Please use this identifier to cite or link to this item:
|Title: ||Text mining of Post Project Reviews|
|Authors: ||Oluikpe, Paul|
Carrillo, Patricia M.
Harding, Jennifer A.
Choudhary, Alok K.
|Keywords: ||Post Project Reviews|
|Issue Date: ||2008|
|Publisher: ||© CIB|
|Citation: ||OLUIKPE, P. ... et al, 2008. Text mining of Post Project Reviews. IN: Naaranoja, M. ... et al, (eds.) CIB W102 Conference on Performance and Knowledge Management, 3-4 June, Helsinki, Finland, pp. 70-81|
|Abstract: ||Post Project Reviews (PPR) are a rich source of knowledge and information for organisations - if
they have the time and resources to analyse them. Too often such reports are stored, unread by
many who can benefit from them. PPRs attempt to document the project experience – both good
and bad. If these reports were analysed collectively, they may expose important detail, perhaps
repeated between projects. However, because most companies do not have the resources to
examine these PPR, either individually or collectively, important insights are missed thereby
leading to a missed opportunity to learn from previous projects. Hidden knowledge and
experiences can be captured by using knowledge discovery and text mining to uncover patterns,
associations, and trends in data. The results might then be used to enhance processes, improve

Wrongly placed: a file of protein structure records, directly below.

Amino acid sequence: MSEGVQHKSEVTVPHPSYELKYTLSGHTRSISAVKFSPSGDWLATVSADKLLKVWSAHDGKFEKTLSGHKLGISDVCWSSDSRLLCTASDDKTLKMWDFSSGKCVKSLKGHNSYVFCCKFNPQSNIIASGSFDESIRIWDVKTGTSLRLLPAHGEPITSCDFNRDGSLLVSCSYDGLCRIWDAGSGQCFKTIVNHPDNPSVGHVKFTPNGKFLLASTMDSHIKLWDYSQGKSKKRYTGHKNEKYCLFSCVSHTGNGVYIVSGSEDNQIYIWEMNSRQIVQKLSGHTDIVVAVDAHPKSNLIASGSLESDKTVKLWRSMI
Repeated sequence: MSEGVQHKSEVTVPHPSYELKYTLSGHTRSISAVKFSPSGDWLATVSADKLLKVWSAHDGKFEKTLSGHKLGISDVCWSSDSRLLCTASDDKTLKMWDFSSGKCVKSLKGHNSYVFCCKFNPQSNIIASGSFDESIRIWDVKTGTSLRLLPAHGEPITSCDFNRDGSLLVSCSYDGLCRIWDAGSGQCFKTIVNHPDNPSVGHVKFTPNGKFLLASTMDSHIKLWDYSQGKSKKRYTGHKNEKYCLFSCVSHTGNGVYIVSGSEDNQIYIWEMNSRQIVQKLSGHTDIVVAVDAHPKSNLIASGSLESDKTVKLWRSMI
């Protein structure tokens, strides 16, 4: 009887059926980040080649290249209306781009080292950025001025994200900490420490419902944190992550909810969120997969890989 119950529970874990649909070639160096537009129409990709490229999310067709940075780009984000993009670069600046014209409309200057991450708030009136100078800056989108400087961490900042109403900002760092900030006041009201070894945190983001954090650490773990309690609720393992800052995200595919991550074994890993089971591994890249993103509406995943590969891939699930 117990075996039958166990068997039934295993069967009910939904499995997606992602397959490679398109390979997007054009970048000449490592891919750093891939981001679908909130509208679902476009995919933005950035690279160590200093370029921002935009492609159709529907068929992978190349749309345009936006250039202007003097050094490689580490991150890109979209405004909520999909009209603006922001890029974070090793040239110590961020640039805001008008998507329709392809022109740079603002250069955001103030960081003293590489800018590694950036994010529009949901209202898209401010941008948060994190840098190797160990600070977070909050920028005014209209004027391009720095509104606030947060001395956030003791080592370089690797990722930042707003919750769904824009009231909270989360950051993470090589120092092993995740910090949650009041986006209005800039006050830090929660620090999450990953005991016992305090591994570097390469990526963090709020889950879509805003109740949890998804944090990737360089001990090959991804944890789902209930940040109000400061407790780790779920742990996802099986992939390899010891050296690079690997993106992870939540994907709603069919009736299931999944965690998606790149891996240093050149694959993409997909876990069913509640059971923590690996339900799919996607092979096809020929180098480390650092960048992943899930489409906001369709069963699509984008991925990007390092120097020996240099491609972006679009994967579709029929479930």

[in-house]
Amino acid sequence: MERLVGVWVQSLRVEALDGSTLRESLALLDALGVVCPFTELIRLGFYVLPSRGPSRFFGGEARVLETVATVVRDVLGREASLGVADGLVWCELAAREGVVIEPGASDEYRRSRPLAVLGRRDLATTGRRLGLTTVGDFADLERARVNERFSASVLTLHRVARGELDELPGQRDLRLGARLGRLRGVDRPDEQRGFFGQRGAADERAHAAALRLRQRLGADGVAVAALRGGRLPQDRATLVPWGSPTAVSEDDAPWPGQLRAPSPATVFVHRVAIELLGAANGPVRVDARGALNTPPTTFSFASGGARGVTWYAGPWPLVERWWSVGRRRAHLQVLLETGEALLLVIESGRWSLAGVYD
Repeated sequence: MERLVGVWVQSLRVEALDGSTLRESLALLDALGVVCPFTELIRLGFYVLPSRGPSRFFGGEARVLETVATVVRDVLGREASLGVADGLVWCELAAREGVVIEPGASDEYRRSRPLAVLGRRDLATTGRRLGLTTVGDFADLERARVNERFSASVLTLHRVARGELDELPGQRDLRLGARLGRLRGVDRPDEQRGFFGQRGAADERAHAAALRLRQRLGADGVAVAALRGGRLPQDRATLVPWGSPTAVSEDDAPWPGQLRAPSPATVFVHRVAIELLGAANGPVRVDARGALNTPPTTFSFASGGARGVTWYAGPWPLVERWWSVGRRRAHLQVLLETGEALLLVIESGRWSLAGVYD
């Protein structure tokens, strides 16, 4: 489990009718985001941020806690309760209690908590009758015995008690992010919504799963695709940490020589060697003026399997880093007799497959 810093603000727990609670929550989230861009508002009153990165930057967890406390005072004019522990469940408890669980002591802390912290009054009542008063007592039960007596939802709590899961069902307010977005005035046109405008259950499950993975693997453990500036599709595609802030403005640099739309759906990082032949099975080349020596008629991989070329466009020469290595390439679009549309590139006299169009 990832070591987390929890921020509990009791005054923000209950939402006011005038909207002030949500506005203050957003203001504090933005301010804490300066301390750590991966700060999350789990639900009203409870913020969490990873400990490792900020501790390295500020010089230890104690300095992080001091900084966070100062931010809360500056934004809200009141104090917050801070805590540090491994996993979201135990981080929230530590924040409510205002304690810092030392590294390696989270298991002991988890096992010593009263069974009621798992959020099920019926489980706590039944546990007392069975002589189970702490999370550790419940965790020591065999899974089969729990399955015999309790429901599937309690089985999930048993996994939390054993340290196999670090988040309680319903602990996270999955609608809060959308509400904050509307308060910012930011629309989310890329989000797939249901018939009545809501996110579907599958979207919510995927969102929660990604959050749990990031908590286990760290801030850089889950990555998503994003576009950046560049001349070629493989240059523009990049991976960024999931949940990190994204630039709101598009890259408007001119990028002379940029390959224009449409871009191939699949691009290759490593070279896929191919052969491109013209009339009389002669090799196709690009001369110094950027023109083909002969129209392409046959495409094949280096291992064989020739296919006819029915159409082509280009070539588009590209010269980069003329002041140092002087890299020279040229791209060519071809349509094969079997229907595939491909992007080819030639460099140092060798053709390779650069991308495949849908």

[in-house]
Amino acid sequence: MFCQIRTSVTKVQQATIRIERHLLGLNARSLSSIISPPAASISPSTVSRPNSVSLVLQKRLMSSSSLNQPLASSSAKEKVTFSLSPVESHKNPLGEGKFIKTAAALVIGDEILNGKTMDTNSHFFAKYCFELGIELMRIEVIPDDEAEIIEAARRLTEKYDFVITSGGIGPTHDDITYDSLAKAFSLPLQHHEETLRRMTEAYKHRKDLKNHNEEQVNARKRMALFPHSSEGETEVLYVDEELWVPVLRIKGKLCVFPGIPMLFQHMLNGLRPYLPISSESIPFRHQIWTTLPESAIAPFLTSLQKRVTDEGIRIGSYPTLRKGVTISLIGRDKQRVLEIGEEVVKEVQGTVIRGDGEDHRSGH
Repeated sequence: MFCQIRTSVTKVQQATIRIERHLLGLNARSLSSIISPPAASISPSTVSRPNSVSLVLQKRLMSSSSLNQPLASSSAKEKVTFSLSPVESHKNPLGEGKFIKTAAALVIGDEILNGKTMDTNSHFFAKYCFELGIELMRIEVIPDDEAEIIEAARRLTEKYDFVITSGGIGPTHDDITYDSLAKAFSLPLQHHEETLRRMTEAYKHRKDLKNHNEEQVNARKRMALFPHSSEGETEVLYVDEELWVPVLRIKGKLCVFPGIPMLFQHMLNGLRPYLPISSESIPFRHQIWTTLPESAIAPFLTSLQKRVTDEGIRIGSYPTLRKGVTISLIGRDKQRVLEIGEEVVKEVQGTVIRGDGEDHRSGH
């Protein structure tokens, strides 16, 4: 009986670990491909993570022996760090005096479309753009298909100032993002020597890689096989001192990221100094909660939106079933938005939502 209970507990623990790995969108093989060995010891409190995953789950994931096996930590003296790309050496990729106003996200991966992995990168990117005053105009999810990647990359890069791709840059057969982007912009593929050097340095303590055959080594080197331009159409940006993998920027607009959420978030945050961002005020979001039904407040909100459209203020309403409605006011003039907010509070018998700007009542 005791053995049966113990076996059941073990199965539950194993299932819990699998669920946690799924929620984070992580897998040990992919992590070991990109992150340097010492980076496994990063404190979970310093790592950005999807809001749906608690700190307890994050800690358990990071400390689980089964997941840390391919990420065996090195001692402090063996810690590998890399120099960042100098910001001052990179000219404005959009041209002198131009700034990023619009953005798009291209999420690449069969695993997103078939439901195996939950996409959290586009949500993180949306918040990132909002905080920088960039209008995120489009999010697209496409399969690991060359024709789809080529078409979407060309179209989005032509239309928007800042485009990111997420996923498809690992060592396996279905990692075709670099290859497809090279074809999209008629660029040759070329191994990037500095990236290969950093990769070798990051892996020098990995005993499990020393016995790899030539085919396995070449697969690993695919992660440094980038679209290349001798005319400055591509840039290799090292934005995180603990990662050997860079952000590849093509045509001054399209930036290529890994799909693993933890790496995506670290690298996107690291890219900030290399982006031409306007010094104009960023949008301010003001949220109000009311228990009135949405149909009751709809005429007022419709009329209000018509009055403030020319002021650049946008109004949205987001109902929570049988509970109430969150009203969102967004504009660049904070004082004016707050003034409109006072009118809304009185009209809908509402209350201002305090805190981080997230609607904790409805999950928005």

customer relationships, and identify specific problem areas to address.
This paper outlines an ongoing research project that investigates the use of knowledge discovery
and text mining on Post Project Reviews. An illustrative example will be presented using case
studies from the construction sector. The PPR processes of two construction companies were
mapped with the aim of understanding the context, format, terminologies used and key knowledge
areas suitable for text mining. The textual examination of the PPR reports was complemented by
semi-structured interviews and workshops to understand the production and content of the reports.
Preliminary results highlight that although organisations have publicised, standard processes for
PPR, there is a variance in how these are conducted and produced on a regional basis. These
variances provide a number of challenges for organisations from a corporate perspective. Also,
there is an over-reliance on key individuals with little attempt to make some of their knowledge
more explicit and therefore easier to disseminate between project team members. This paper
summarises the challenges in identifying the type of knowledge to be text mined, the format of
PPR reports and the process of conducting PPR. It will also highlights the development of suitable ontologies for text mining PPR reports and provides recommendations on how to improve the
PPR process of companies.|
|Description: ||This conference paper is also freely available online from the ICONDA®CIBlibrary at
|Version: ||Accepted for publication|
|Appears in Collections:||Conference Papers (Architecture, Building and Civil Engineering)|
Files associated with this item:
Items in DSpace are protected by copyright, with all rights reserved, unless otherwise indicated.